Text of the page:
where b is particle bulk density, H is packing bed height, f is gas
density, and is voidage. Therefore, the whole bed pressure drop is
mainly determined by the particle density.
3.2. Pressure drop for spouted beds with binary mixtures
The effect of the particle diameter on the pressure drop was investigated in binary mixtures composed by A3 particles with two coarse
particles (S1 and S2). The mixing ratio was set at A3:S1 (or S2) = 2:1
and the packed bed height was 160 mm for both cases.
Fig. 3 presents that the trend of the bed pressure drop against supercial gas velocity in a spouted bed of binary mixtures is very similar to

where, P is the averaged pressure drop, P is the pressure drop, is the


standard deviation, is the average absolute deviation, fx is the dominant frequency, SXX is power spectral density and XX is the signal.
3. Pressure drop of binary particle spouting
3.1. Pressure drops for spouted beds of mono-sized particles
In order to establish a baseline, the whole bed pressure drop for different mono-sized particle systems was rstly measured. The packing
heights were 160 mm for all beds. The results are shown in Fig. 2. It
can be seen that the trend of the pressure drop against supercial gas
velocity is consistent with classical spouted bed results reported by
Mathur and Epstein [11] and Epstein and Grace [47]. In general, the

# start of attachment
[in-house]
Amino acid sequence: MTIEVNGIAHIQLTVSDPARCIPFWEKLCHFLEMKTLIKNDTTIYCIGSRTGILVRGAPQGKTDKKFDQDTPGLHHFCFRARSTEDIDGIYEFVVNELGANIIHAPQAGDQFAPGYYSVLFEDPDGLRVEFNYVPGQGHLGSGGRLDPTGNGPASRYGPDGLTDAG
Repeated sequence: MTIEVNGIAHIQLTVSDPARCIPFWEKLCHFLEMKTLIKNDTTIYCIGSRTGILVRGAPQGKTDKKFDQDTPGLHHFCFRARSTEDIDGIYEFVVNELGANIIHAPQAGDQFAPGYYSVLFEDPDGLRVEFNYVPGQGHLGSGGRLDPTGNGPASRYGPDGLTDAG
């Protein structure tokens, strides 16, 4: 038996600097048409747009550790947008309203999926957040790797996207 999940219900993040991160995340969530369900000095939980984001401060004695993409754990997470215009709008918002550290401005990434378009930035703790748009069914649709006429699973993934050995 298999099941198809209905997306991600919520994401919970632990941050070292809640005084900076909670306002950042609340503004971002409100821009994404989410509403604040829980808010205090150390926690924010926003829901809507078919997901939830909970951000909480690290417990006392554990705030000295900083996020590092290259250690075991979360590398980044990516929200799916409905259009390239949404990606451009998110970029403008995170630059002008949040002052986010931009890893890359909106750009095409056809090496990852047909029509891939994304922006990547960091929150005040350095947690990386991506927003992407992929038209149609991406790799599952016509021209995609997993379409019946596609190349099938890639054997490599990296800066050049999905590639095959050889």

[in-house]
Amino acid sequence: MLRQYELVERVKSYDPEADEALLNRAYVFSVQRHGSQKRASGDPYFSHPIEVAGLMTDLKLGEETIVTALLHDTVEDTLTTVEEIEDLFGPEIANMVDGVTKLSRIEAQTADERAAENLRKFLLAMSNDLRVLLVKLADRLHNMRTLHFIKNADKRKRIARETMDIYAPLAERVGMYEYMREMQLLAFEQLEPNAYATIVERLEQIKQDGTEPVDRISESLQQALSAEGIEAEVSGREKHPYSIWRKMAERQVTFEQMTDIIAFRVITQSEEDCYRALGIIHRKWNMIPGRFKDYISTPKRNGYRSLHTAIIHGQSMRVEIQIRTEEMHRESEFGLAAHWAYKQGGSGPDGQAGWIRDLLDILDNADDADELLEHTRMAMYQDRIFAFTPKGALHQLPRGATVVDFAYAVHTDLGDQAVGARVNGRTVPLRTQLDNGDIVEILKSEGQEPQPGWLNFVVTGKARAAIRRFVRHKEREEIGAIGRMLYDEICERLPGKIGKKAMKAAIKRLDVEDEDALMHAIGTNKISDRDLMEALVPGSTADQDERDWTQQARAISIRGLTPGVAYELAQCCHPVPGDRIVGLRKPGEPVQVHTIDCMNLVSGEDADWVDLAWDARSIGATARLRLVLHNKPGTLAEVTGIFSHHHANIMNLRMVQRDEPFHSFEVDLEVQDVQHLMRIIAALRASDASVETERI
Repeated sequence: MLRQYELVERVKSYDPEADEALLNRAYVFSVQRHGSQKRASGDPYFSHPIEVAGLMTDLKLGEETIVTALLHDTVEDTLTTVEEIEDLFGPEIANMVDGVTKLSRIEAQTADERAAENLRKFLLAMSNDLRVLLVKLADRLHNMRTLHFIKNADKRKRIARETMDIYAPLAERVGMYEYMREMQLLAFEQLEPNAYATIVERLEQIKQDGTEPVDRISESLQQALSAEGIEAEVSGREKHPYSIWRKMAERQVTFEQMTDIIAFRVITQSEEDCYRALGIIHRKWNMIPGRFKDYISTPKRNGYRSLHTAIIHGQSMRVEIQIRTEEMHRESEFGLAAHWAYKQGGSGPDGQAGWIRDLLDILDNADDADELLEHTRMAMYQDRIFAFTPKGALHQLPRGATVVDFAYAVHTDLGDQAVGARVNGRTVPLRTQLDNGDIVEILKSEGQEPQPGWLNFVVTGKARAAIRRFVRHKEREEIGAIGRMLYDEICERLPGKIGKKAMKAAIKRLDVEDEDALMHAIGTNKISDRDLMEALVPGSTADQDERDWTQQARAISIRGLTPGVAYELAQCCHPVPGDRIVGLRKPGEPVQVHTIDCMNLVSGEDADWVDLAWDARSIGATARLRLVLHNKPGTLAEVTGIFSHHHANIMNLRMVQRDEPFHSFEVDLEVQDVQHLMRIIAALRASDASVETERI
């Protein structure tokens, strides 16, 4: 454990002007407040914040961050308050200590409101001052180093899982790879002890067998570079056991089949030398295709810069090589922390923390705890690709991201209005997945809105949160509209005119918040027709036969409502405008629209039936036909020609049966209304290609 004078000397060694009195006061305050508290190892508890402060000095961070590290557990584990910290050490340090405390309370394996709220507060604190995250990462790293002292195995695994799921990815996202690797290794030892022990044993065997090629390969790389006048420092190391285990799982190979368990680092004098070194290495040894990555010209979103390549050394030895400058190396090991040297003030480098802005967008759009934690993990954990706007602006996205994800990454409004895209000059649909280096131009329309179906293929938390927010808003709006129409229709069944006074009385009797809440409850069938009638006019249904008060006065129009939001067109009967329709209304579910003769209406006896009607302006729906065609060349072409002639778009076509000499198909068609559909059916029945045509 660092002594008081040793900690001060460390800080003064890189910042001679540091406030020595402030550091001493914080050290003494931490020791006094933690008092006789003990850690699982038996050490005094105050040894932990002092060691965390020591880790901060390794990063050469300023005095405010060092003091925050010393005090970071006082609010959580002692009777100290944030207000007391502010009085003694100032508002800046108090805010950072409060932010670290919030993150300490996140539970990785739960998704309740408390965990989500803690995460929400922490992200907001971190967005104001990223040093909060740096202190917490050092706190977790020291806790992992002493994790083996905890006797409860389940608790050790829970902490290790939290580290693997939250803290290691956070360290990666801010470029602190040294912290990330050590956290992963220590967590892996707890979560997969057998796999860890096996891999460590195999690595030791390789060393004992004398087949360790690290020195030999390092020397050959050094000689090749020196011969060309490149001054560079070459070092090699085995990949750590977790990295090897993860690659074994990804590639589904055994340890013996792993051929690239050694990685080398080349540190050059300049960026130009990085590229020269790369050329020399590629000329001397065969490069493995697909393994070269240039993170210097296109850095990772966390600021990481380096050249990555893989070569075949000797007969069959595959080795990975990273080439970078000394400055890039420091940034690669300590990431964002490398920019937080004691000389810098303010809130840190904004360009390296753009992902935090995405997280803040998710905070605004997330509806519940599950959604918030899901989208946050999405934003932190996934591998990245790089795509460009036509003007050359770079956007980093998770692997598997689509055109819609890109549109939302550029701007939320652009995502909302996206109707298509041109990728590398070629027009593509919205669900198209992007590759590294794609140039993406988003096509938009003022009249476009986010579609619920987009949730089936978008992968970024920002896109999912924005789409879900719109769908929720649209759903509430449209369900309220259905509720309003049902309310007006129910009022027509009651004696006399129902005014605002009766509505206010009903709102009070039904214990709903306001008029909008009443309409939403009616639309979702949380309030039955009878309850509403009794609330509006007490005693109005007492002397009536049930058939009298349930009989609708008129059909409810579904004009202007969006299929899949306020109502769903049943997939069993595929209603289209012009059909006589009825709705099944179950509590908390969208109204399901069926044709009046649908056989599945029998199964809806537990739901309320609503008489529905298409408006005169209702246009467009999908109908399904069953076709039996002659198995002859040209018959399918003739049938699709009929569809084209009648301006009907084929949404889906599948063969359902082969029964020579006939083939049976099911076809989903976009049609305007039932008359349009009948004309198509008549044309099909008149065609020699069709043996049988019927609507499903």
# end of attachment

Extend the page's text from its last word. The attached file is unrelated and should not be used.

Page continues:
pressure drop increases with increasing supercial gas velocity (static
bed and internal cavity) until it reaches a maximum value, followed
by a decrease (inner spouting) with further increasing supercial gas
velocity. A sudden decrease in the pressure drop is observed due to
that enough solids have been displaced from the center core, indicating

Fig. 3. Effect of particle diameter on Ps.

W. Du et al. / Powder Technology 276 (2015) 134143

137

From the above equations, it is clearly shown that the drag force differs among particles due to their different particle diameters, particles
to move upward at different velocities. As a result, more bubbles tend
to be formed between the two solid phases and particle segregation
occurs. These bubbles will penetrate into the packing bed, lowering
the peak pressure drop, evidenced by that 1.04 kPa is observed for the
A3/S2 mixture compared to 1.1 kPa for that of the A3 and S1 mixture.
Moreover, the spouting pressure drop for the A3 and S2 mixture
(0.57 kPa) is seen to be lower than that for the A3 and S1 mixture
(0.59 kPa).

The effect of the particle density on the pressure drop was investigated by mixing two coarse particles (S2 and GB) into A3 particles at a
xed volume ratio of 1:4. The packed bed height remained at 160 mm.